Biological Effects of Radiation: Mechanism and Measurement of Radiation, Applications in Biology, Photochemical Reactions, Effects of Radiant Energy on Organisms and Organic Products - Vol. 2

By Benjamin M. Duggar | Go to book overview

Further information concerning the effect of ultra-violet radiation on anthocyanin development is given in another paper ( Arthur, Paper XXXV).


CONCLUDING REMARKS

In spite of the many publications on the subject, exact knowledge regarding the influence of ultra-violet radiation upon seed plants other than its destructive action is still to be ascertained. The interest in ultra-violet in recent years has been so widespread as to justify the accusation of some that the subject is a fad. It is to be hoped that the "fad" will not run its course before accurate information has been obtained. Needless to say, such information will not be forthcoming from experiments of short duration, carried out with a few plants under poorly controlled conditions such as have predominated in the work of the past.

Much of the present uncertainty of our knowledge of the effects of radiation upon plants rests upon the complexity of the problem itself. No other environmental factor is so variable or so difficult to control. The fact that plants require visible radiation for normal growth necessitates supplying them with this radiation. Sources of visible radiation usually contain also infra-red radiation. Consequently these factors must be considered and equalized in test cultures and controls when the effects of ultra-violet are to be studied. Total-radiation measurements, transmissions of screens, spectrograms of the radiation used, and the like, are in themselves insufficient to give a complete picture of the nature of the radiation reaching plants, although in many papers, even these variables are not given. Few, if any, authors have measured the total energy or the distribution of the energy in the ultra-violet to which results were attributed, to say nothing of the failure to equalize the radiant energy of other wave-lengths reaching the test plants as compared with the controls. While it is conceded that these measurements are difficult to make, it must also be admitted that so long as they remain unknown in an experiment the results cannot be attributed to ultra-violet any more than to any other operating variable.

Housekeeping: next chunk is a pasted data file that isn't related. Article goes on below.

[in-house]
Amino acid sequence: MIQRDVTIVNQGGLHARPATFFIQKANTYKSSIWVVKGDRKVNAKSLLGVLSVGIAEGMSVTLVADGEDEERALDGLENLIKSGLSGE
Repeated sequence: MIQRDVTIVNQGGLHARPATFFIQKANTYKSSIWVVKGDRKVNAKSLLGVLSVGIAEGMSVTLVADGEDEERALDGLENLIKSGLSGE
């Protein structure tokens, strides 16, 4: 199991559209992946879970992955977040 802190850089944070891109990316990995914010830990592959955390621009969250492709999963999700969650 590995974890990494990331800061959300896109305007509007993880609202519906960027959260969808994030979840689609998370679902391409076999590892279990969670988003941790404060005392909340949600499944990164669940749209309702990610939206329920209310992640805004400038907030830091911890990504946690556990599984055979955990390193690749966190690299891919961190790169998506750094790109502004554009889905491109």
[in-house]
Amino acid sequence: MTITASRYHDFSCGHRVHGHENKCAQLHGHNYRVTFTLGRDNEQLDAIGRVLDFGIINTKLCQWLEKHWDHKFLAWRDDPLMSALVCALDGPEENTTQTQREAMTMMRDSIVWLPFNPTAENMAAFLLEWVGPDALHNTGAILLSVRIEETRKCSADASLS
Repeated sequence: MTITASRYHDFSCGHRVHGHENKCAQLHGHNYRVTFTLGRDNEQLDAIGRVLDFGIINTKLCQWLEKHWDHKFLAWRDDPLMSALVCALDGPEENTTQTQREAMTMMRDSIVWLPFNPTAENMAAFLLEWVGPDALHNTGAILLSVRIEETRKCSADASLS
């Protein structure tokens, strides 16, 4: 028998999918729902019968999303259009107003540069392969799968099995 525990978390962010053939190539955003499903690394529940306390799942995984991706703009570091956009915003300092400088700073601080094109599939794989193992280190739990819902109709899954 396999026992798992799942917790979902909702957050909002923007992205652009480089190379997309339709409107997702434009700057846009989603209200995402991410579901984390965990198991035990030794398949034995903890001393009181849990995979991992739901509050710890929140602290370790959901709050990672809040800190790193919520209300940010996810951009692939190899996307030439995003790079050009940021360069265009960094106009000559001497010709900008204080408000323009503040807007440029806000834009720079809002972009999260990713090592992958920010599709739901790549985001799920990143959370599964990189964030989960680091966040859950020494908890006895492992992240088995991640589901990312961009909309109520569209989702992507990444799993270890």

In addition to the necessity of having a complete description of the radiation reaching plants it is no less important to know whether the plants or plant parts studied absorb selectively different portions of the spectrum and to what extent. Possible photochemical reactions in the plant may be greatly accelerated in a relatively narrow region of the spectrum that is strongly absorbed, whereas comparatively high intensities in a region that is feebly or not at all absorbed might be without effect.


REFERENCES

1. ANONYMOUS. "Kulturversuche unter Glassorten, die ultra-violetten Strahlen durchlassen, Brephosglas und Ultravitglas". Veroffentl. Landwirtschaftsk. Rheinprov. n. s. 18:49-50. 1930.

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Biological Effects of Radiation: Mechanism and Measurement of Radiation, Applications in Biology, Photochemical Reactions, Effects of Radiant Energy on Organisms and Organic Products - Vol. 2
Table of contents

Table of contents

  • Title Page iii
  • Contents v
  • Xix Photoperiodism 677
  • Introduction 677
  • References 709
  • Xx Plant Growth in Continuous Illumination 715
  • References 725
  • Xxi the Effects of Light Intensity Upon Seed Plants 727
  • Introduction 727
  • References 757
  • Xxii Effects of Different Regions of the Visible Spectrum Upon Seed Plants 763
  • Introduction 763
  • Concluding Remarks 787
  • References 788
  • Xxiii Effect of the Visible Spectrum Upon the Germination of Seeds and Fruits 791
  • References 823
  • Xxiv the Effects of Visible and Ultra-Violet Radiation on the Histology of Plant Tissues 829
  • References 838
  • Xxv Some Infra-Red Effects on Green Plants 841
  • References 851
  • Xxvi the Effect of Ultra-Violet Radiation Upon Seed Plants 853
  • Introduction 853
  • Concluding Remarks 881
  • References 882
  • Xxvii the Effects of Radiation on Fungi 889
  • Introduction 889
  • References 910
  • Xxviii the Problem of Mitogenetic Rays 919
  • Introduction 919
  • Conclusions 944
  • References 946
  • Xxix Effects of X-Rays Upon Green Plants 961
  • Introduction 961
  • General Summary 980
  • References 983
  • Xxx the Effects of Radium Rays on Plants 987
  • References 1009
  • Xxxi the Light Factor in Photosynthesis 1015
  • References 1051
  • Xxxii the Influence of Radiation on Plant Respiration and Fermentation Charles J. Lyon 1059
  • Introduction 1059
  • Summary 1071
  • References 1072
  • Xxxiii Growth Movements in Relation to Radiation 1073
  • Xxxiv Chlorophyll and Chlorophyll Development in Relation to Radiation 1093
  • References 1104
  • Xxxv Radiation and Anthocyanin Pigments 1109
  • Introduction 1109
  • Conclusion 1116
  • References 1118
  • XXXVI - Effects of Radiation on Bacteria 1119
  • References 1141
  • Xxxvii the Effects of Radiation on Enzymes 1151
  • References 1160
  • Xxxviii Induced Chromosomal Aberrations in Animals 1167
  • Introduction 1167
  • References 1202
  • Xxxix Radiation and the Study of Mutation in Animals 1209
  • Introduction 1209
  • References 1252
  • Xl Induced Mutations in Plants 1263
  • Introduction 1263
  • References 1278
  • Xli Induced Chromosomal Alterations 1281
  • References 1293
  • Xlii Induced Chromosomal Alterations in Maize 1297
  • References 1308
  • Xliii Biological Aspects of the Quantum Theory of Radiation Absorptions in Tissues 1311
  • References 1326
  • Subject Index 1331
  • Alphabetical List of Contributors 1343
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